Did that experience lead to the founding of Archival Clothing?
After moving back to Eugene I designed a couple more bags to sell on the blog. I didn’t know anything about sewing at the time, but I took a class at the craft center and tried to copy what worked in old bags while adding what we wanted to the new ones. One thing led to another, and we started Archival Clothing. We did two shoulder bags that sold well and a backpack that got a huge amount of press. The business really took off thanks to the heritage menswear blog scene.

How did you end up at Best Made Company?
I moved to New York to study industrial design at Pratt and continued to work for Archival, mostly doing product design and helping with sales for the big accounts. Best Made was the first company to wholesale the Archival backpack. I started doing freelance design work for them, helping with some soft good designs, and they offered me a full-time design direction gig.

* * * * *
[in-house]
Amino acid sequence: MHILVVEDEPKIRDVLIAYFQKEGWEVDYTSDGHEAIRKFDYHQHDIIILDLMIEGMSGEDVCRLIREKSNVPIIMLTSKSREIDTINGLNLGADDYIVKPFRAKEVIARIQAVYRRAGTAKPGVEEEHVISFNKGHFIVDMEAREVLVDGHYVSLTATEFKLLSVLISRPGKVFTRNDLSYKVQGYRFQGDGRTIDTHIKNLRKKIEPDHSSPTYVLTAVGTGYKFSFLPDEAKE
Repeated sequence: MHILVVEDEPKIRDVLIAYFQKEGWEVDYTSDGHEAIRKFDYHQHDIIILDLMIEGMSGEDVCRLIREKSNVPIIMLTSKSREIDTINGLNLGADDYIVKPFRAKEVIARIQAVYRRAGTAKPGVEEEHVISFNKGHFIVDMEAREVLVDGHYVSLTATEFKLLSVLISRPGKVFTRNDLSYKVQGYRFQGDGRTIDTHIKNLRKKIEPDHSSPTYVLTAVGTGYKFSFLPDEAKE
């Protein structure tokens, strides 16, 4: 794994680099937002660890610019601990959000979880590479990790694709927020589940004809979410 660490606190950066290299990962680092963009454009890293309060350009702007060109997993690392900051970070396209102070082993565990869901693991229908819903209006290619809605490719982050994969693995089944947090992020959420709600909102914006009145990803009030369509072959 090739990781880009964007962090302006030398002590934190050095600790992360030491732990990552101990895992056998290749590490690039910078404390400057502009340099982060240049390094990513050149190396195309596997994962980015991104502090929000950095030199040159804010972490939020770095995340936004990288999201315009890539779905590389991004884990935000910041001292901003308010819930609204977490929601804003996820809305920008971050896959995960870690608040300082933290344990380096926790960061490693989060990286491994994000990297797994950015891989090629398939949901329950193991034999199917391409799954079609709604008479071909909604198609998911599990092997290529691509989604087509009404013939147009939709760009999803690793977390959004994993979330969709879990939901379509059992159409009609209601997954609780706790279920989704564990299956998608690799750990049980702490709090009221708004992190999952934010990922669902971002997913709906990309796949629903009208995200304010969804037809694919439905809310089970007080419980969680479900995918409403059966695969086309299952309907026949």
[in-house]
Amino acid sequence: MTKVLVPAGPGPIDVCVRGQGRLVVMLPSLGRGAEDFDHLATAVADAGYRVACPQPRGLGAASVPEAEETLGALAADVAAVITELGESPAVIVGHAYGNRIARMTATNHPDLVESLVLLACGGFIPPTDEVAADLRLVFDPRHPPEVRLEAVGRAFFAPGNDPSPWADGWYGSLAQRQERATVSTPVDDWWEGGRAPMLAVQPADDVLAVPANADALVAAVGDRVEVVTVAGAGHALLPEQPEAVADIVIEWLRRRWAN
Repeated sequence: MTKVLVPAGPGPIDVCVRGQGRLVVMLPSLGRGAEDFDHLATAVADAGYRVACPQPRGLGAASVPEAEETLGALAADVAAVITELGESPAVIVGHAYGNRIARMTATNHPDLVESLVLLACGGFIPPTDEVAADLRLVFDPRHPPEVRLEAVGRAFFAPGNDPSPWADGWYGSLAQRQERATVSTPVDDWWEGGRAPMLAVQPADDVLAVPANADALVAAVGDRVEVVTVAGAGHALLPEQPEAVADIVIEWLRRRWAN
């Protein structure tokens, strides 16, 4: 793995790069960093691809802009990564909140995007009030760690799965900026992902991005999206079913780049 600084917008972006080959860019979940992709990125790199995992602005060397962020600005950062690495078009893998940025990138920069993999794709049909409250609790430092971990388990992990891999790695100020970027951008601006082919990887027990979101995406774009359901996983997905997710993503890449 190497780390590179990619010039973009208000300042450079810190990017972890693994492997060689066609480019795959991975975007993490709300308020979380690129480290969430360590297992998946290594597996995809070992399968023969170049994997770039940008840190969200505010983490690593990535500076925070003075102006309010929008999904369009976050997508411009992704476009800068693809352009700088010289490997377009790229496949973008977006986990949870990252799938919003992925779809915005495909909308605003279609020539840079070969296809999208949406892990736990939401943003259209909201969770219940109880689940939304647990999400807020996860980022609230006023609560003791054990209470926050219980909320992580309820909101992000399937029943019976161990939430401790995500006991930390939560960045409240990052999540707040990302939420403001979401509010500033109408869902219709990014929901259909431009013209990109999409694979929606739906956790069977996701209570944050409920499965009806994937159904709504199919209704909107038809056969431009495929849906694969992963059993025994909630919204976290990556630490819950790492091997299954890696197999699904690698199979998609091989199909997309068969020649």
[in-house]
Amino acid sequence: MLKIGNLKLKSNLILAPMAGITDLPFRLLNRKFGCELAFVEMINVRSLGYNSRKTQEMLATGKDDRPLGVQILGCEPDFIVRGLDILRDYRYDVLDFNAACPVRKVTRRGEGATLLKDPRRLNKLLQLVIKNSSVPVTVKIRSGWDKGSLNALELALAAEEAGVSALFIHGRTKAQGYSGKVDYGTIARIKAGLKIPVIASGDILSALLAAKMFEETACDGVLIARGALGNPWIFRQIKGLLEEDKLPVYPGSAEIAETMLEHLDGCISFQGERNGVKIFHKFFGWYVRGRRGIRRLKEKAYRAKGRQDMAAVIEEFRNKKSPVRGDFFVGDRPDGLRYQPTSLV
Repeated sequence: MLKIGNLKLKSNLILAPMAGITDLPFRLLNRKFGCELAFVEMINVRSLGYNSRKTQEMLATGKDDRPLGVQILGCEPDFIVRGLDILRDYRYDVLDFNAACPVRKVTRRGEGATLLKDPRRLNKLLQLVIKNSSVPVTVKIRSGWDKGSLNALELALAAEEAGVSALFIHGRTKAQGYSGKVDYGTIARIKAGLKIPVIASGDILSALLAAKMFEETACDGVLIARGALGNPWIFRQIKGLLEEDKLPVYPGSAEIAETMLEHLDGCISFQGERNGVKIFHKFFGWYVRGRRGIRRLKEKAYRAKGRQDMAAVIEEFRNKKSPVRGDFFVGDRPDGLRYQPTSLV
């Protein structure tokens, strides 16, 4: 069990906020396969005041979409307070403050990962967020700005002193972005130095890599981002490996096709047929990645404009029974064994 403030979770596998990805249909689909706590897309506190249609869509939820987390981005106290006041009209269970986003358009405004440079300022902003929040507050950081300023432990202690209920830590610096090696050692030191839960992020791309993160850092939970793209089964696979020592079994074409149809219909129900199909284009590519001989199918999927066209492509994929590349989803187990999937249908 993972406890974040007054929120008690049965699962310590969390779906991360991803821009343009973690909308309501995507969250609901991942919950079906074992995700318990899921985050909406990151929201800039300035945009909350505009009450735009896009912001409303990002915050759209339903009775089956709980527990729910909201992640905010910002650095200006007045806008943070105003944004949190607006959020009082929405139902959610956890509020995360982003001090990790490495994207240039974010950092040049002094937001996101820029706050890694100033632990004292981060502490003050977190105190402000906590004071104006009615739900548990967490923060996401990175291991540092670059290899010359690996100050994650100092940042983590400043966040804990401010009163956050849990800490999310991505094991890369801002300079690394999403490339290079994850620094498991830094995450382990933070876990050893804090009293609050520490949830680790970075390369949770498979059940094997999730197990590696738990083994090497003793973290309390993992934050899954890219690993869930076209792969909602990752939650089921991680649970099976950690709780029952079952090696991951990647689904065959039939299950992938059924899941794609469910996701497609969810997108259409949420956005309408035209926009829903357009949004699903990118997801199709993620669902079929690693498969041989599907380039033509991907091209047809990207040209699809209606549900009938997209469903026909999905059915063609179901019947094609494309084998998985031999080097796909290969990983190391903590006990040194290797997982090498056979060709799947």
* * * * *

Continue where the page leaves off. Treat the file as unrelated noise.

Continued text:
What did you do as design director?
The creative director would share a group of product ideas with me. Then I would create a collection of physically-designed goods that, once approved, would go off to production. I got to spend a lot of time in the garment district and also see the production process in hard goods factories—it was a fantastic education. It was also pretty surprising to find myself in New York City and using computer software to design ax sheaths that were going to be made in the thousands. Some of those moments you look around and just think, Is this real?

What lessons did you take away from your time at Best Made?
One of the most exciting things was spending time in factories to see the actual constraints on the manufacturing process and then learning to tailor designs to suit that process. You can make a product as complicated as you want, and the factory is going to make it happen, but it’s going to be time-intensive, the sewers aren’t going to like it, management is going to resent you, and it’s going to be really expensive.

For part of your master’s thesis at Pratt you designed a cookbook without words. What was the concept behind that project?